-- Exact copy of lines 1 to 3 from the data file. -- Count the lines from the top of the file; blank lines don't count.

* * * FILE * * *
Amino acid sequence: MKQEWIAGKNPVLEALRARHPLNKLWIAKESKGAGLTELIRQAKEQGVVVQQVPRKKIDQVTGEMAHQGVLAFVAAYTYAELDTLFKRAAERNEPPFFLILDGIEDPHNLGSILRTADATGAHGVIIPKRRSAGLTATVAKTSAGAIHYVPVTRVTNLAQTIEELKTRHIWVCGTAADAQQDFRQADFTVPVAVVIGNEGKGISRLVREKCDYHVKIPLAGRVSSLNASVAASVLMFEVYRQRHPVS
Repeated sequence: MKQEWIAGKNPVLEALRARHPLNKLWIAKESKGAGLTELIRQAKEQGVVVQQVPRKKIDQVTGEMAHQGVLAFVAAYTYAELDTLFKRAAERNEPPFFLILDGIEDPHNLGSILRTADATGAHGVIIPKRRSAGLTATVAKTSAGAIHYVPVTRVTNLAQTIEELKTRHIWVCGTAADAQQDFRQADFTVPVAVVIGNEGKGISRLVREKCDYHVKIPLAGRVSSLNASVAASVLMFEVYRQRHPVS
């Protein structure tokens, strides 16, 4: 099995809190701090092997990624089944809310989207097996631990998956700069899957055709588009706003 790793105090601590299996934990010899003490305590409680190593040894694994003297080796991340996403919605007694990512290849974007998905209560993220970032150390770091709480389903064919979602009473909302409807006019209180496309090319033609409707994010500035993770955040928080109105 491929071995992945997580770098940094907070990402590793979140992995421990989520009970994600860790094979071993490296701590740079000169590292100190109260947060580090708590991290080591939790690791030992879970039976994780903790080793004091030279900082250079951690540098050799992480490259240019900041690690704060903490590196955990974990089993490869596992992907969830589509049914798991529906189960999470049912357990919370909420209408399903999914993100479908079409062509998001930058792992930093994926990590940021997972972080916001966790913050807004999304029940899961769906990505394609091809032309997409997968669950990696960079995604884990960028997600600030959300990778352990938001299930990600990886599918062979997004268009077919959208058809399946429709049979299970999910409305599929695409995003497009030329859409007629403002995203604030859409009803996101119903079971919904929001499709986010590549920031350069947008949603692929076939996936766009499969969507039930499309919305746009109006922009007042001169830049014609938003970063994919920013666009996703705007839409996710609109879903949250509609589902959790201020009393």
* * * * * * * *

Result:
Amino acid sequence: MKQEWIAGKNPVLEALRARHPLNKLWIAKESKGAGLTELIRQAKEQGVVVQQVPRKKIDQVTGEMAHQGVLAFVAAYTYAELDTLFKRAAERNEPPFFLILDGIEDPHNLGSILRTADATGAHGVIIPKRRSAGLTATVAKTSAGAIHYVPVTRVTNLAQTIEELKTRHIWVCGTAADAQQDFRQADFTVPVAVVIGNEGKGISRLVREKCDYHVKIPLAGRVSSLNASVAASVLMFEVYRQRHPVS
Repeated sequence: MKQEWIAGKNPVLEALRARHPLNKLWIAKESKGAGLTELIRQAKEQGVVVQQVPRKKIDQVTGEMAHQGVLAFVAAYTYAELDTLFKRAAERNEPPFFLILDGIEDPHNLGSILRTADATGAHGVIIPKRRSAGLTATVAKTSAGAIHYVPVTRVTNLAQTIEELKTRHIWVCGTAADAQQDFRQADFTVPVAVVIGNEGKGISRLVREKCDYHVKIPLAGRVSSLNASVAASVLMFEVYRQRHPVS
């Protein structure tokens, strides 16, 4: 099995809190701090092997990624089944809310989207097996631990998956700069899957055709588009706003 790793105090601590299996934990010899003490305590409680190593040894694994003297080796991340996403919605007694990512290849974007998905209560993220970032150390770091709480389903064919979602009473909302409807006019209180496309090319033609409707994010500035993770955040928080109105 491929071995992945997580770098940094907070990402590793979140992995421990989520009970994600860790094979071993490296701590740079000169590292100190109260947060580090708590991290080591939790690791030992879970039976994780903790080793004091030279900082250079951690540098050799992480490259240019900041690690704060903490590196955990974990089993490869596992992907969830589509049914798991529906189960999470049912357990919370909420209408399903999914993100479908079409062509998001930058792992930093994926990590940021997972972080916001966790913050807004999304029940899961769906990505394609091809032309997409997968669950990696960079995604884990960028997600600030959300990778352990938001299930990600990886599918062979997004268009077919959208058809399946429709049979299970999910409305599929695409995003497009030329859409007629403002995203604030859409009803996101119903079971919904929001499709986010590549920031350069947008949603692929076939996936766009499969969507039930499309919305746009109006922009007042001169830049014609938003970063994919920013666009996703705007839409996710609109879903949250509609589902959790201020009393």